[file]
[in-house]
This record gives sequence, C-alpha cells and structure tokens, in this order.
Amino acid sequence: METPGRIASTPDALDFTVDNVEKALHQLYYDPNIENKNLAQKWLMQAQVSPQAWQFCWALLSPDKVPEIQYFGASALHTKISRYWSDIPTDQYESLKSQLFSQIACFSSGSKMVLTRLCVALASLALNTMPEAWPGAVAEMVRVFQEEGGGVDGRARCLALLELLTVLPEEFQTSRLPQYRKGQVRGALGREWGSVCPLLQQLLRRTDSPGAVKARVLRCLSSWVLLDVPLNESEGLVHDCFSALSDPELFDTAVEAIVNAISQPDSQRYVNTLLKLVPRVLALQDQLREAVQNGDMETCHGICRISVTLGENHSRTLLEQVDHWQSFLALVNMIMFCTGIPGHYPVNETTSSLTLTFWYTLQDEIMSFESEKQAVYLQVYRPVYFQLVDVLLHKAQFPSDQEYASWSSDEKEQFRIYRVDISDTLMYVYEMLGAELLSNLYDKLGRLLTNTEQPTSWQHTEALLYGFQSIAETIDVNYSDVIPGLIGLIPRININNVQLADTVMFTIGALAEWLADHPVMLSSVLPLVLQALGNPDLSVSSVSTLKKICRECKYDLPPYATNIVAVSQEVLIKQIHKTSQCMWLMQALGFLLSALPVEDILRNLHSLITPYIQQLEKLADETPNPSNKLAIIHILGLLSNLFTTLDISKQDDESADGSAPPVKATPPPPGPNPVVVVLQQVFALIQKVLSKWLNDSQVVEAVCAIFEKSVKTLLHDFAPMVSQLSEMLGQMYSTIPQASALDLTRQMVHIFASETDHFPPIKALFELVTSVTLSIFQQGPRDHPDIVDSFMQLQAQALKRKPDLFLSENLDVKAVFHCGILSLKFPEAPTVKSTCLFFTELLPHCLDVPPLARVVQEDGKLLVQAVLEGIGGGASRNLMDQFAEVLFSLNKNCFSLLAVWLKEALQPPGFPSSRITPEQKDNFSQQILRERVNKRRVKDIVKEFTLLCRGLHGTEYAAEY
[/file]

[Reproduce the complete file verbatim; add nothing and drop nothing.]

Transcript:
[in-house]
This record gives sequence, C-alpha cells and structure tokens, in this order.
Amino acid sequence: METPGRIASTPDALDFTVDNVEKALHQLYYDPNIENKNLAQKWLMQAQVSPQAWQFCWALLSPDKVPEIQYFGASALHTKISRYWSDIPTDQYESLKSQLFSQIACFSSGSKMVLTRLCVALASLALNTMPEAWPGAVAEMVRVFQEEGGGVDGRARCLALLELLTVLPEEFQTSRLPQYRKGQVRGALGREWGSVCPLLQQLLRRTDSPGAVKARVLRCLSSWVLLDVPLNESEGLVHDCFSALSDPELFDTAVEAIVNAISQPDSQRYVNTLLKLVPRVLALQDQLREAVQNGDMETCHGICRISVTLGENHSRTLLEQVDHWQSFLALVNMIMFCTGIPGHYPVNETTSSLTLTFWYTLQDEIMSFESEKQAVYLQVYRPVYFQLVDVLLHKAQFPSDQEYASWSSDEKEQFRIYRVDISDTLMYVYEMLGAELLSNLYDKLGRLLTNTEQPTSWQHTEALLYGFQSIAETIDVNYSDVIPGLIGLIPRININNVQLADTVMFTIGALAEWLADHPVMLSSVLPLVLQALGNPDLSVSSVSTLKKICRECKYDLPPYATNIVAVSQEVLIKQIHKTSQCMWLMQALGFLLSALPVEDILRNLHSLITPYIQQLEKLADETPNPSNKLAIIHILGLLSNLFTTLDISKQDDESADGSAPPVKATPPPPGPNPVVVVLQQVFALIQKVLSKWLNDSQVVEAVCAIFEKSVKTLLHDFAPMVSQLSEMLGQMYSTIPQASALDLTRQMVHIFASETDHFPPIKALFELVTSVTLSIFQQGPRDHPDIVDSFMQLQAQALKRKPDLFLSENLDVKAVFHCGILSLKFPEAPTVKSTCLFFTELLPHCLDVPPLARVVQEDGKLLVQAVLEGIGGGASRNLMDQFAEVLFSLNKNCFSLLAVWLKEALQPPGFPSSRITPEQKDNFSQQILRERVNKRRVKDIVKEFTLLCRGLHGTEYAAEY